The Lead Where You Stand conference is an intersection of different experts sharing transferrable leadership principles that stem from a compass of morality and integrity as a single source of truth. It was created by Dr. Gayle Beebe, President of Westmont College , in partnership with Dr. Reed Sheard, VP for Advancement and CIO at Westmont. The content explores transformative ideas to apply to non profit, for profit or government leadership roles. It is a practical conference that provides tools and insights to hrive amid the complexity of effective leadership. This year featured many speakers who spoke to these themes. From the pages of notes I was reviewing, here are my top three best principles to apply from the conference.
Principle One: Do the Next Right Thing
Dr. Charity Dean, CEO and Co-Founder, The Public Health Company
Dr. Dean shared stories about her journey to leadership and how her grit in the “in-betweens” prepared her for being part of an eight-person group code-named “The Wolverines”. This team helped inform the COVID response for our entire country. She shared story after story of setbacks and how hard they were in the moment. But over time, she charted how those crucible moments prepared her for what was next.
Be faithful in the little things and have a heart and lens of learning all of the time.Dr. Charity Dean
The lesson is that you never know what being faithful in the hardship today will be preparing you for tomorrow. Another impactful nugget for this current season of my life and work is “Do the next right thing”. I am a planner, a strategist and problem-solver. Mapping out a long-range plans give me comfort in the immediate moments. Sometimes it’s hard to traverse valley experiences or adversity without having even a few small wins. But the reminder to simply do the next right thing brings me comfort that I can balance faithfulness to the long view with faithfulness for today. Small moments each day will add up to big moments in the long view.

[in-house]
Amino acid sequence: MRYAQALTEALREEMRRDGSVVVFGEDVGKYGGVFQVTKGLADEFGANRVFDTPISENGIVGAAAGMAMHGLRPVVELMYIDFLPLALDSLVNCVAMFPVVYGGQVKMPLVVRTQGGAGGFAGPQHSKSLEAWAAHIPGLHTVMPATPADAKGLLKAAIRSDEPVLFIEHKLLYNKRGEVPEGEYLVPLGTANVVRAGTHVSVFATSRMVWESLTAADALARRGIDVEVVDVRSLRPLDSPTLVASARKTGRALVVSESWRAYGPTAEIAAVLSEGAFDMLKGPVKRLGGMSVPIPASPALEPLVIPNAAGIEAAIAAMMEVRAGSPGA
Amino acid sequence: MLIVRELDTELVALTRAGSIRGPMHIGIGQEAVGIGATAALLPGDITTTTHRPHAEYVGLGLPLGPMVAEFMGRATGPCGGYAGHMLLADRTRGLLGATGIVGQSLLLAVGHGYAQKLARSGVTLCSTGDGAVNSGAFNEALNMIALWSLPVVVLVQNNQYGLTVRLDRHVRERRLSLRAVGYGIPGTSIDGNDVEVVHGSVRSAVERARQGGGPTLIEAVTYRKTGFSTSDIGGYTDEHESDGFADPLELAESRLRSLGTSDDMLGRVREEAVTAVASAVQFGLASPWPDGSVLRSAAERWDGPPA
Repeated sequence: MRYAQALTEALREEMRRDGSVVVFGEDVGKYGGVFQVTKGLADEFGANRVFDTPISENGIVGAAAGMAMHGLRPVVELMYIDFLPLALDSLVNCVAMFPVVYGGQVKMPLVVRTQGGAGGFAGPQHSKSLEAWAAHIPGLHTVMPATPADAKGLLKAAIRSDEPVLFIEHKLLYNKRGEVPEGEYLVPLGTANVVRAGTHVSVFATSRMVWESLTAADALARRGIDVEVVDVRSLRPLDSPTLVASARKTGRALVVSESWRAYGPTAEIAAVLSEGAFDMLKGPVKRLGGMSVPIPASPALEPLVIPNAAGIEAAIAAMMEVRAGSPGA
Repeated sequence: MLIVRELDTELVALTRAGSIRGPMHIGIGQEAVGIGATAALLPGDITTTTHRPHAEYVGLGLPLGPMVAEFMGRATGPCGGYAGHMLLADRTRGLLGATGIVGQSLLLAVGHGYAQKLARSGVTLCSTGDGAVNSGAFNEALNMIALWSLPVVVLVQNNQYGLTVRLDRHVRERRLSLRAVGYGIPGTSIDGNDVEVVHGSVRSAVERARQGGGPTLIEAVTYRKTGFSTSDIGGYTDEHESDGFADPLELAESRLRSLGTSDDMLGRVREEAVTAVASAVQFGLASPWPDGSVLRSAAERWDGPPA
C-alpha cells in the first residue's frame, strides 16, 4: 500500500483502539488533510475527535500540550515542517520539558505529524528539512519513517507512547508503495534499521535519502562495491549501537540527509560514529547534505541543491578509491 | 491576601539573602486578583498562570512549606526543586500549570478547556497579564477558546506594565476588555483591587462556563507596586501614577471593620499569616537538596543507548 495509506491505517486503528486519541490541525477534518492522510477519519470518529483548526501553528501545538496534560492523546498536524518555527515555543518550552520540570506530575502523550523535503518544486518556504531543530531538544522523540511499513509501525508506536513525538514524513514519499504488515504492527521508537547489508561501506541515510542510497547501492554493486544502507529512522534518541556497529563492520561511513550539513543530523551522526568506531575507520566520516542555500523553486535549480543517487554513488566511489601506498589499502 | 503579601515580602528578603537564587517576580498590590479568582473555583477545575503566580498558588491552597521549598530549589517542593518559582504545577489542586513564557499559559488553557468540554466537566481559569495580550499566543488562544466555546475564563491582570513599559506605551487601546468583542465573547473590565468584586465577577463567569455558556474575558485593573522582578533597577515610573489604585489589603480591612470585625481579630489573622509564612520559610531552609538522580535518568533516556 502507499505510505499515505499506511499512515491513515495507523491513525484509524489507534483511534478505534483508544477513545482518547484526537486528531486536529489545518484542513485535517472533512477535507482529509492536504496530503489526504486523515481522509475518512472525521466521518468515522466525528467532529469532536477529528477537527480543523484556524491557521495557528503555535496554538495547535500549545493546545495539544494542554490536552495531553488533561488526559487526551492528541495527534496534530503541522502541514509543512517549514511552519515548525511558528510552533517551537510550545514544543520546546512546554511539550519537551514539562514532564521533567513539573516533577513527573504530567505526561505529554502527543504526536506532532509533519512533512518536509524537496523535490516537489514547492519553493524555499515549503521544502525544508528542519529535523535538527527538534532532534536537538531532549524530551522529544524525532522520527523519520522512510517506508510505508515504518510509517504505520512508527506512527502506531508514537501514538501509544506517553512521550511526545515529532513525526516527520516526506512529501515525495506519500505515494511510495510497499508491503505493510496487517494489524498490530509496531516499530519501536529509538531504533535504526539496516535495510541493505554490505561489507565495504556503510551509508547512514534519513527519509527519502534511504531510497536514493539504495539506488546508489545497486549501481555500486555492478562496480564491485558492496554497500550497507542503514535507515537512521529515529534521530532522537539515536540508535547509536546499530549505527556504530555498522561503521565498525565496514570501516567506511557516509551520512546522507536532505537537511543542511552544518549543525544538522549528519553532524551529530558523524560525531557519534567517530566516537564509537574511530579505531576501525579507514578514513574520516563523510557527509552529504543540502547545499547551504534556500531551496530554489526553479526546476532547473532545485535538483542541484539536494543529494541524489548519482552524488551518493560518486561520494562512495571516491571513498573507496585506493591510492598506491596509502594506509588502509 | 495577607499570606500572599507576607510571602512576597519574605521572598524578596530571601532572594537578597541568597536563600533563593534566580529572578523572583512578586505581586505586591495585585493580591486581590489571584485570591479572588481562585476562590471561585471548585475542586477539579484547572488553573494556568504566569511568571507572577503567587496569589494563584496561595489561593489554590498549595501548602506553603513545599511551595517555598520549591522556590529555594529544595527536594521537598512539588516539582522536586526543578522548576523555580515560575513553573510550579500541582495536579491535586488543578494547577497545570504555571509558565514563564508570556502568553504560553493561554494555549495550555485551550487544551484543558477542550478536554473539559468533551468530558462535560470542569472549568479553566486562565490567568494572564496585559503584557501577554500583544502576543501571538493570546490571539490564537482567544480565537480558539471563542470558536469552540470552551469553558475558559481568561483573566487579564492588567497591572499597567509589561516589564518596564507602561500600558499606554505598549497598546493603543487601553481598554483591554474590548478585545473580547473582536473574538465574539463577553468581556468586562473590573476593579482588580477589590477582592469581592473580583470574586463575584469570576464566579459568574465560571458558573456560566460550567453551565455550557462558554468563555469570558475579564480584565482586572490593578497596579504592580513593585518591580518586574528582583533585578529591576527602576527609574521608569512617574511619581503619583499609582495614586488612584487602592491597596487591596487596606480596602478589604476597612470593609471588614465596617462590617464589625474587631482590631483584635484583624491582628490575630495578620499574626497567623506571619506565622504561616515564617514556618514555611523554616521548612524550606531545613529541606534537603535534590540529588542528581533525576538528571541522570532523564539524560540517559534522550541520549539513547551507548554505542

Dr. Dean’s memorable quotes:
- “It doesn’t matter if you are qualified. It matters if you are willing and able”
- “The valley is your leadership boot camp”
- “Decline the armor and use your slingshot”
- “Do the next right thing”
- “You are only able to handle complexity by doing it”
- “We are called to willingness, not to be qualified”
- “Our character is formed through 1000 moments of silent grit”
Principle Two: When you listen to someone’s story, you help them write theirs
David Brooks, Author, New York Times columnist and bestselling author
David Brooks is one of my favorite speakers. He speaks more meaning in one paragraph than I can in a month of words. His book “Road to Character” is one of my top-five most important reads. This year Brooks had three talks that focused on empathy and listening. He unpacked the idea that when we ask people to tell their story and listen, we actually help them write their story. We rarely have people ask us about the story of our lives. People don’t ask us to reflect back or even look ahead. We are normally focused on our what and how, the weather, problems at work, someone we’re upset with, car trouble, our sports teams losing, etc. Rarely are we asked about our why. And many times – most times – we know what our next steps in life are. We just need someone to listen, ask better questions and lead us where we know we really need to go.